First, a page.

Churches and charities are the lifeblood of communities. They operate with tight budgets, small staffs, and rely heavily on donations to maintain vital services to those in need. Because these groups continually and selflessly contribute to others’ well-being, the government grants them certain tax exemptions.
Current state law allows churches and non-profit groups to claim to property tax exemption on land up to 15 acres. The land must be used for educational, literary, scientific, religious or charitable purposes at least 50 percent of the time. The acreage limitation was largely ignored until 2001, when an assessor in Granger, Ind., decided to enforce it. The Granger Community Church, which owns 37 acres of land, did not expect the $34,000 tax bill it received that year.
When lawmakers were alerted to this situation in the 2002 legislative session, Sen. Joe Zakas of Granger authored Senate Bill 19 in an effort to update the law by expanding the land size limitation to 150 acres. I was a co-author of this legislation. The bill passed both the House of Representatives and the Senate, but it was vetoed by the governor. The Senate overturned this decision, but the House has yet to take action. If the veto is to be overturned, the House must do so before midnight on April 29, 2003.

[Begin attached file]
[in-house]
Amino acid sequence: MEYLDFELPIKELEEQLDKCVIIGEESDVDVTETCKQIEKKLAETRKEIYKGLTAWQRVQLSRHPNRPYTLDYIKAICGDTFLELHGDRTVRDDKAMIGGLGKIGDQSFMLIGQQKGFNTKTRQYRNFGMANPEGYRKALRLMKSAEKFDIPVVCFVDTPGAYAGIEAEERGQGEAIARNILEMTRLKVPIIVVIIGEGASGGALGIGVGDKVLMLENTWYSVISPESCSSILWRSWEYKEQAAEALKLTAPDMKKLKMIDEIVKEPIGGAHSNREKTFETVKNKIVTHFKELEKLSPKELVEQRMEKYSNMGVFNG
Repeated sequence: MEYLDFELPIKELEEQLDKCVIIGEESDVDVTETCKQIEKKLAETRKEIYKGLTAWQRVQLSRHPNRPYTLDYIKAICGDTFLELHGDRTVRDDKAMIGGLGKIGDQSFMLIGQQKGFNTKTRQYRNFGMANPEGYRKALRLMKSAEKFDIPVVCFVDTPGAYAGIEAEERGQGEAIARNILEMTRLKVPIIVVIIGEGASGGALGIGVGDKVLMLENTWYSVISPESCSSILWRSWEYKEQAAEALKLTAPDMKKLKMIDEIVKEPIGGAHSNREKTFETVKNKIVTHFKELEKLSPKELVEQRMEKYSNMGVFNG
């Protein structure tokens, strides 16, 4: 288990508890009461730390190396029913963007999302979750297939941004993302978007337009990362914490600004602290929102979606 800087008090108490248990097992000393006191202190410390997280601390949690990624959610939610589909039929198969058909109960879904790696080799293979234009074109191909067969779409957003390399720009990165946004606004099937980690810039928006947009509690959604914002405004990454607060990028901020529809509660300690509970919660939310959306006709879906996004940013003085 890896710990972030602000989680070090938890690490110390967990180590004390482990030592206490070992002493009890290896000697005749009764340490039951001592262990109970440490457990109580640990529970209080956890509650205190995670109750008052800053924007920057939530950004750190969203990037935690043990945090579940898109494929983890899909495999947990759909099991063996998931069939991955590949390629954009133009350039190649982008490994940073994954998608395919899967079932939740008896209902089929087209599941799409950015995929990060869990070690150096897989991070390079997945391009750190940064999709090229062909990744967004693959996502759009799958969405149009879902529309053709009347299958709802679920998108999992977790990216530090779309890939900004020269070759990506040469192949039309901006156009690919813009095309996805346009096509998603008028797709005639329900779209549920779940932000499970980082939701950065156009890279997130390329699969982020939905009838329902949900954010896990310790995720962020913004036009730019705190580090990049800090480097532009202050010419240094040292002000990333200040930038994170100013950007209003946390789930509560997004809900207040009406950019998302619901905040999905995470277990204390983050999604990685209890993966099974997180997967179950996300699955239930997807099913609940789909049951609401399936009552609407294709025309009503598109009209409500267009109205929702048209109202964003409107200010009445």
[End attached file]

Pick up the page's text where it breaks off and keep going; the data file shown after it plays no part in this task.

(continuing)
It does not seem likely that the House will act on SB 19; instead, a new initiative has been moving through the General Assembly this year: House Bill 2005. This bill has already passed the House with overwhelming bipartisan support by a vote of 99 to 0.
HB 2005 is more specific than SB 19. It grants property tax exemptions to churches and non-profit groups based upon how their property is used, not how much land they own. Under this legislation, a portion of a building is taxable if it is used for an activity other than one of the specified exempt purposes. For example, if a church runs a profit-generating bookstore, that piece of church-owned property would be taxed.
Another change in the law would be the elimination of the acreage limitation, even for parsonages. As long as organizations are adhering to the requirements for exemption, they can utilize as much or as little space as needed.
Our state government should encourage faith-based and charitable works. Churches and charities provide essential services upon which many of our citizens rely, such as soup kitchens and homeless shelters. They also offer safe and affordable childcare, tutoring for students, counseling for individuals in crisis, and assistance to individual families. There is a very good reason why we have provided tax relief to these institutions in the past, and why we will continue to do so in the future. I will support HB 2005 when it comes to the full Senate for a vote.
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